Gordon Russell Arts and Crafts Cotswold School English Oak Dining Table 1927



An Arts and Crafts Cotswold School English oak dining table with double octagonal column legs, chamfered sledge support feet connected by a low chamfered centre stretcher. Pegged joints and exposed though tenon joints. This design was produced by Gordon Russell throughout the 1930s, although these later versions used more mass production techniques and had reduced features such as pegged joints and exposed tenons


An early item beautifully made from top quality quarter sawn oak and in excellent condition with good deep colour


Approximate dimensions:
  • height 145 cm (4 feet 9 inches)
  • width 83 cm (2 feet 8 and three quarters inches)
  • depth 75 cm (2 feet 5 and a quarter inches)
If you need a very exact dimension, or one we haven't included, feel free to contact us and we will measure it for you




A well known Gordon Russell design. Russell Workshop paper label to the underside (design No. 318, made by J. Driessche, 27/5/1927) and pictured in Ats and Crafts Furniture by Andrews, 2nd edn, p.226. A slightly longer table of the same design from 1926 sold at Mallams Oxford Design, Modern British & Post War-Art Auction, December 8th 2016, Lot 285

About Gordon Russell

Gordon Russell: One of the most important names in British design and a leading maker of arts and crafts furniture. His early furniture was hand-made in small numbers to a very high standard, adopting the Cotswold School philosophy pioneered by Ernest Gimson and the Barnsleys of usefulness and truth to materials. Always passionate about high standards of craftsmanship, many of his 1930s designs evolved to bridge the gap from the early arts and crafts movement to modern, minimalist forms while retaining the quality of materials and construction expected of the best Arts & Crafts furniture

About Arts & Crafts Cotswold School

The Cotswold School was a development of the Arts and Craft Movement started largely by Ernest Gimson and the brothers Sidney and Ernest Barnsley. The furniture is instantly recognisable with its simple lines, attention to the finest of details, and use of beautiful materials. Cotswold School designs were crafted from local materials using traditional tools and techniques and with decorative details derived largely from utilitarian elements: exposed joinery, unusual panels, interesting pulls and latches crafted either from wood or from metal using traditional smithing techniques, and close attention to form as well as to wood grain and pattern. Where decorative details were added they generally took the form of traditional embellishment of the sort; the long chamfers, chip carved edge detailsThe style was embraced and developed by other designers and craftsmen including Gordon Russell, Stanley Webb Davies in Cumbria, Sid Barnsley's son Edward and Arthur Romney Green in Hampshire and Robin Nance in St Ives and Ambrose Heal are a handful of such men out of many. The best developed their own style within the established tradition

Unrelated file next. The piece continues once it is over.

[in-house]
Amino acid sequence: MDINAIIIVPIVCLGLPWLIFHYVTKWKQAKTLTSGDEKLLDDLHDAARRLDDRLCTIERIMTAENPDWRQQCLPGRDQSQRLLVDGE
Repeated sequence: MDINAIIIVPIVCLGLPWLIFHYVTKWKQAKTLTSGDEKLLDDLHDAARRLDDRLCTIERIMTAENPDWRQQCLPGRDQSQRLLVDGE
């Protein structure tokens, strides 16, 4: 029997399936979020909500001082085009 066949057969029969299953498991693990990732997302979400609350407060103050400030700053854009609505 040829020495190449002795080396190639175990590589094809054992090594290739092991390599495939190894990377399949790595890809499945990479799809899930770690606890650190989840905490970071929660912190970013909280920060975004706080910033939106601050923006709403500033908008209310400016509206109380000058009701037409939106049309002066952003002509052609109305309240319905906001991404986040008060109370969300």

Excellent condition with a very rich deep colour. A few minor dints knock and marks. If you wish to have further specific photographs or talk to us for a more detailed condition report then please do not hesitate to contact us

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